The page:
I've often been struggling with the rubbish volume control buttons on my keyboard at work, so I was traversing DuckDuckGo for a USB volume control and couldn't really find a good one. I did find a couple of arduino projects which would work, and looking into how they work, emulating the Media Keys, is both simple and effective way of controlling it. I really liked this approach. Continuing to browse, looking for one to buy, I came across this graphic.
It got me thinking... "I wonder if I could design a good USB volume control knob. Introducing the "Volumer".
When I made it home, I got right to work mapping out a design that would both be simple to make, yet look entirely stylish. As usual, I started with the design requirements:
- Must have a physical knob to control the volume of the PC
- Use a standard MicroUSB interface
- Work with standard USB drivers
- Small form factor (suitable for a 3D printed case)
- Must have SEXY SEXY Volume Level LEDs
- Push Button Mute
With that in mind, I started looking at part options. I defaulted to the EC11 rotary encoder as I know it's a solid encoder with plenty of travel, and supports push button as well (perfect to just 'tap-to-mute'). Next, the MCU. Again I opted for a classic in my repotoire with the ATMega32U4. Native USB support, ample IO pins, and relatively inexpensive considering its featureset. The rest of the componetry is bassicaly just passives (resistors, capacitors, diodes etc.)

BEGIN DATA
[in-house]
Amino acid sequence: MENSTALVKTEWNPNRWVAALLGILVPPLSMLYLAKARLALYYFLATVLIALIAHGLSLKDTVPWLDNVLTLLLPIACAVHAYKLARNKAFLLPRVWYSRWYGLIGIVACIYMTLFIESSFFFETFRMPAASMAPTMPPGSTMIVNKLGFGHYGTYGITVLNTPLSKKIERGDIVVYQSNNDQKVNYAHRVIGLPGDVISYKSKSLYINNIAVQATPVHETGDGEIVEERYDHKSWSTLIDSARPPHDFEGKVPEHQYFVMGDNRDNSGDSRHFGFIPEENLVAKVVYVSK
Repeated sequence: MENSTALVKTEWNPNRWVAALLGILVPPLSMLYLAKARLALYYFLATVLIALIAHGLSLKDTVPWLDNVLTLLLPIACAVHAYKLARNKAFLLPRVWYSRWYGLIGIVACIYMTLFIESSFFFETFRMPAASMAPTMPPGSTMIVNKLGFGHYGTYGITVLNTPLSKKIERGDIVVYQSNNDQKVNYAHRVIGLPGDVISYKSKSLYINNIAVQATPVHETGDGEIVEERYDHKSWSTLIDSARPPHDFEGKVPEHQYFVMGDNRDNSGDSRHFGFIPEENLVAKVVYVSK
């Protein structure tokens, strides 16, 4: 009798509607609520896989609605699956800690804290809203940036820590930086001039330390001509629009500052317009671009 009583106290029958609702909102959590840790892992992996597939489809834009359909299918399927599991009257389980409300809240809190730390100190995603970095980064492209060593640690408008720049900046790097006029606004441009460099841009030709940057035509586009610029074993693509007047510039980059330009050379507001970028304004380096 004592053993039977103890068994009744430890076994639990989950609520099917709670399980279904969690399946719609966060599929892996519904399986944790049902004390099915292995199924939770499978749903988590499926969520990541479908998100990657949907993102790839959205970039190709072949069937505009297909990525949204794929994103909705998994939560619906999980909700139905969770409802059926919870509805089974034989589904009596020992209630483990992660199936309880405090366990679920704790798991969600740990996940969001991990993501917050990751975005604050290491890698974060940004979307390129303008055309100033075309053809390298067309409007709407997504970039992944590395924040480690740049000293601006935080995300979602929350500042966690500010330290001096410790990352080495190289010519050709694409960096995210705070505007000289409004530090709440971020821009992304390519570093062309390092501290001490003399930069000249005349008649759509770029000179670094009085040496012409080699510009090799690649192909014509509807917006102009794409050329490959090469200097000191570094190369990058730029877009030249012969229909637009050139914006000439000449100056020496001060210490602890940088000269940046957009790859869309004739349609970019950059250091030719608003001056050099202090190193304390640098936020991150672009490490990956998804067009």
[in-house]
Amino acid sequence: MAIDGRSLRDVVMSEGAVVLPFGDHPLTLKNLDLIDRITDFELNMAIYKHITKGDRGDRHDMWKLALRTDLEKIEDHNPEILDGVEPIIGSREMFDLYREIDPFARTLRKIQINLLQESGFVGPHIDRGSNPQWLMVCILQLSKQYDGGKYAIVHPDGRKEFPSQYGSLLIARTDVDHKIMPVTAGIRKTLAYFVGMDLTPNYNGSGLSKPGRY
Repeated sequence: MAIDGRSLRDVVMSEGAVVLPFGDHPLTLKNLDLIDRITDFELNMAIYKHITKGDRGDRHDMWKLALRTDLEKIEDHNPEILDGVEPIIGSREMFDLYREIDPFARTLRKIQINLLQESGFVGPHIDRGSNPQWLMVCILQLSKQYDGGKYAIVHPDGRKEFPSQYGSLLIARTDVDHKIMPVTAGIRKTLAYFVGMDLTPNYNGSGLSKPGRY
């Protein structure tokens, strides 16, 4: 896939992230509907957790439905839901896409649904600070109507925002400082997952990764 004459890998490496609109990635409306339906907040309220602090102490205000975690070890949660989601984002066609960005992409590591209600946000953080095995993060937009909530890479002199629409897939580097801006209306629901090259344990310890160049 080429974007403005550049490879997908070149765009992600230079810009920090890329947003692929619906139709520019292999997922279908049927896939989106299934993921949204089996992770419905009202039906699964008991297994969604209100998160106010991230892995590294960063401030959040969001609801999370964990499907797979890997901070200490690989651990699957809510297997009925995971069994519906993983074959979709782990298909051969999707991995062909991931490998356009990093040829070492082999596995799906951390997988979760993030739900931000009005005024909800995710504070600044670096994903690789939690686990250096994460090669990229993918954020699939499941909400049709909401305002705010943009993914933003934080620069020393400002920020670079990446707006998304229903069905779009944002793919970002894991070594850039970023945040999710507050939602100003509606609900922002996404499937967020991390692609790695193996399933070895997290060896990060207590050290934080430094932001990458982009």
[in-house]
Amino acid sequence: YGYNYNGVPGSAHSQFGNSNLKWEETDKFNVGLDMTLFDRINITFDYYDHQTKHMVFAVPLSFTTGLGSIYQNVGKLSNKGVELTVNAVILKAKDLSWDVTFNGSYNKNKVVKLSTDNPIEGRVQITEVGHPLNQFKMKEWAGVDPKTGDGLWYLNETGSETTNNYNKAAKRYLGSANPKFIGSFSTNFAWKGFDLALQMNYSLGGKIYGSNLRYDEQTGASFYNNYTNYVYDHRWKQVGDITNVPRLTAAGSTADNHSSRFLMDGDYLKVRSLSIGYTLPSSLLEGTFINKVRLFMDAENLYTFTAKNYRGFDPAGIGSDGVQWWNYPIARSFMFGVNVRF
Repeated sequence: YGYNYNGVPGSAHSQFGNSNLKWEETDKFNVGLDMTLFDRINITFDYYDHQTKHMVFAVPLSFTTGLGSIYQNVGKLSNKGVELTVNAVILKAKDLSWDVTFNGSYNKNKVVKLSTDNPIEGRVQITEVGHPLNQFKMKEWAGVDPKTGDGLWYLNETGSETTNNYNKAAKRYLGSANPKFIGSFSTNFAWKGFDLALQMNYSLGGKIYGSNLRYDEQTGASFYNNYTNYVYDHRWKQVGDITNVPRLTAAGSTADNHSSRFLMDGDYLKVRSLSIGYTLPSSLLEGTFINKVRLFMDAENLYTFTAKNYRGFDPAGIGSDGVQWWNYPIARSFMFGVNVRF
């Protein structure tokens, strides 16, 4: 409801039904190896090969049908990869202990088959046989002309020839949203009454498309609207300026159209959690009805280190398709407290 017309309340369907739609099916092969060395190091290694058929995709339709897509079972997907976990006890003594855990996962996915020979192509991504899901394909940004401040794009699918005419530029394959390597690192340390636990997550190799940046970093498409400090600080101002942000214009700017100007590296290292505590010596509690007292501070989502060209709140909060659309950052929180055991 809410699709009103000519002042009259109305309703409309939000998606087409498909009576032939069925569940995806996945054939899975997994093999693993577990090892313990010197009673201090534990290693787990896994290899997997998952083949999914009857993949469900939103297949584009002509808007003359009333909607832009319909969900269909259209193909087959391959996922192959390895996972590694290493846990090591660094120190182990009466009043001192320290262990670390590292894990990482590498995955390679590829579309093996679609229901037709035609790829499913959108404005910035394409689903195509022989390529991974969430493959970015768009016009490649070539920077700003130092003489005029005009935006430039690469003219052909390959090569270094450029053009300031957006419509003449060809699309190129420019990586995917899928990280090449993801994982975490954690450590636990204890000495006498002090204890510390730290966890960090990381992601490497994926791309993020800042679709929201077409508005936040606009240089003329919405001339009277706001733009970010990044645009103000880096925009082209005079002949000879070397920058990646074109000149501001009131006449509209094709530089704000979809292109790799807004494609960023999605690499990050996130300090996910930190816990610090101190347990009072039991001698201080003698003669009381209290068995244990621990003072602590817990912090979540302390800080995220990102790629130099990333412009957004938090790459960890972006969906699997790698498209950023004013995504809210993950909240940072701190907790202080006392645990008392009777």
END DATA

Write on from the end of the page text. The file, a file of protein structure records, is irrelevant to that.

I took some advice I saw in a video made by Dave Jones of the EEVBlog where he said whenever you're working on a design, always assume that one day you may mass produce it. So I opted for an entirely surface-mount (SMD) design, for ease of assembly. Hand-soldering 32 LEDs and their associated resistors didn't sound fun. I also went for a fairly small form factor (70mm x 70mm), which would allow quite a few of these boards to be placed on one panel, and left room in the corners of the design to allow for panellised power supply and programming interfaces. This will allow me to test and program each of the mass-produced panels before they are broken out and assembled. The sizing also made it ideal for prototyping a 3D-printed case, and also ensuring it wouldn't take up too much valuable desktop real estate. The USB port is a corner mounted MicroUSB connector. Standard fare.
I shared this design with some colleagues in my works' maker community, and to my amazement, one of them was kind enough to whip up a 3D model for me, including some of the elements required to make it functional. We opted for a clear top and black bottom case, and space inside the case for a brass plate which would add mass to the unit. Important if you don't want it sliding around your desk too much.
The schematic itself was relatively simple to design. The only novel part of the circuitry was that the 32 LEDs were broken up into groups of 8, and controlled by an NPN transistor in order to allow me to cycle through them at high speed. This reduce the number of IO pins needed from 32 to 12. Nice! No I/O expanders needed, that's a significant BoM saving.
Once that was finalised, I got to work on designing the PCB and quickly realised I was going to have to delve into an area of KiCad I had not played with previously. Python. After about 5 minutes of playing around with LED alignments, I realised I need to script the alignment and positioning of the LEDs. There was no way I was going to be able to cleanly and reliably position the LEDs and their corresponding current-limiting resistors on the board without using scripts.